Chiwenga reflects on Miss Zim pageant

FOLLOWING Marry Chiwenga’s (MC) resignation as chairperson of the Miss Zimbabwe Trust — although she remains the Miss Zimbabwe pageant licence holder — she spoke to NewsDay Life & Style Reporter, Winstone Antonio (ND) about her six-year journey at the helm of the trust. Below are the excerpts from the interview.

Sneak Peek with Winstone Antonio


ND: Share with us your experience at the helm of the trust?

MC: It has taken a lot of hard work, dedication and selflessness. I feel like a good loser who has lost something to a hard working executive committee, which will work harder than me. It has been a good six-year journey, though packed with a lot of challenges that were beyond us, but together with the executive committee we worked hard and did a good job to take Miss World Zimbabwe to where it is now. I am happy that the pageant has been greatly received across spectrum with captains of industries and even other government entities have accepted that it (pageant) is a must go event.

ND: How confident are you about the new team?

MC: I have confidence in this Miss Zimbabwe Trust executive committee that has been involved in the running of the pageant for all these years. It is the same script, but different cast. Off course I know I have surrendered a huge responsibility to Lieutenant-Colonel Jeffrey Jenje, Tendai Chirau, Nyarai Bwanya, Catherine Muchairi, Christine Matambo, Lorraine Chawanda, Arnold Hwande, Tinashe Nyamuziwa and Vakai Tavengwa who make up the executive committee to run the country’s flagship pageant, Miss World Zimbabwe, which also comes with a big responsibility of flying the country’s flag high.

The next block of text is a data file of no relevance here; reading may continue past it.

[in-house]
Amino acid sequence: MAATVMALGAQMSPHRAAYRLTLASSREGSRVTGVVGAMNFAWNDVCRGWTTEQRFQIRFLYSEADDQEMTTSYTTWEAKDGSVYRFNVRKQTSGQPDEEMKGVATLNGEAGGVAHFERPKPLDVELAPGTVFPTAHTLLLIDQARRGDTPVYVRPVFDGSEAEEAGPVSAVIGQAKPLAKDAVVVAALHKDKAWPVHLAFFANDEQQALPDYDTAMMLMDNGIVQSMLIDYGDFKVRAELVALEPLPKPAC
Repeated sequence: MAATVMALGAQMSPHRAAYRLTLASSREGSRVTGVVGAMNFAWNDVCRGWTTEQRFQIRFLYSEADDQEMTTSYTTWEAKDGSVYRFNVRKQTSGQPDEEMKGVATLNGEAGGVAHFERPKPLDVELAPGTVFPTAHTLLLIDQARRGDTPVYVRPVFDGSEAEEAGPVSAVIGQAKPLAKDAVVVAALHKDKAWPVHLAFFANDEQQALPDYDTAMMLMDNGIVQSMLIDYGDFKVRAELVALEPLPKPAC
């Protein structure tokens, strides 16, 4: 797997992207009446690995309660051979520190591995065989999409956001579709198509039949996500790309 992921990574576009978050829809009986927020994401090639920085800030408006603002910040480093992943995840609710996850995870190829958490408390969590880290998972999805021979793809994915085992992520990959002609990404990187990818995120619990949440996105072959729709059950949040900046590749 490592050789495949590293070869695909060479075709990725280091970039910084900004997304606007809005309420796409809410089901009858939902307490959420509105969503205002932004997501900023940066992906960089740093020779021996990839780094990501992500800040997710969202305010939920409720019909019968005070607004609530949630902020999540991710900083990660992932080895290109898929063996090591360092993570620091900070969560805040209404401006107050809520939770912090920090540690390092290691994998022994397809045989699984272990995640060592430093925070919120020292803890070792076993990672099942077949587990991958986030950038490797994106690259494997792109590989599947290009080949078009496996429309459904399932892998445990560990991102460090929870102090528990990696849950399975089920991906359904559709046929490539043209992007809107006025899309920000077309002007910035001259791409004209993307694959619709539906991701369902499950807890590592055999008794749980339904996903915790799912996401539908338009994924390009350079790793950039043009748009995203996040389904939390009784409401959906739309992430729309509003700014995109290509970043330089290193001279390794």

ND: How do you really feel about these developments?

MC: I should be sad to give this up, but I am not, because the pageant will be in capable hands and I am confident they will not disappoint me and the nation at large. I just want to challenge them to do it better than what I used to do with them so as to raise the pageant’s bar high.

ND: How best can you describe the state of local modelling industry?

MC: We have talented models, but they are not getting what they should be getting for their efforts. Of concern is that they are not being paid enough. In terms of projects, they must be doing a lot of promotions to spearhead our tourism and market our country. Maybe it is our market that is failing to tap into, and utilise, what we have on offer to market their products.

We have to improve our self by celebrating our own talent. Look at most of our billboards. Why accept an advertising billboard with a foreign citizen yet we can do it locally?

ND: There have been reports of bogus pageants and modelling agencies that abuse models. What is your take on that?

MC: The abuse of models is not tolerated and must come to an end. Perpetrators must be brought to book. Relevant authorities and stakeholders must take head-on those who abuse the innocent girls by organising fake pageants and operating bogus agencies just to prey on the innocent models.


ND: How did you manage to pull through in terms of sponsorship?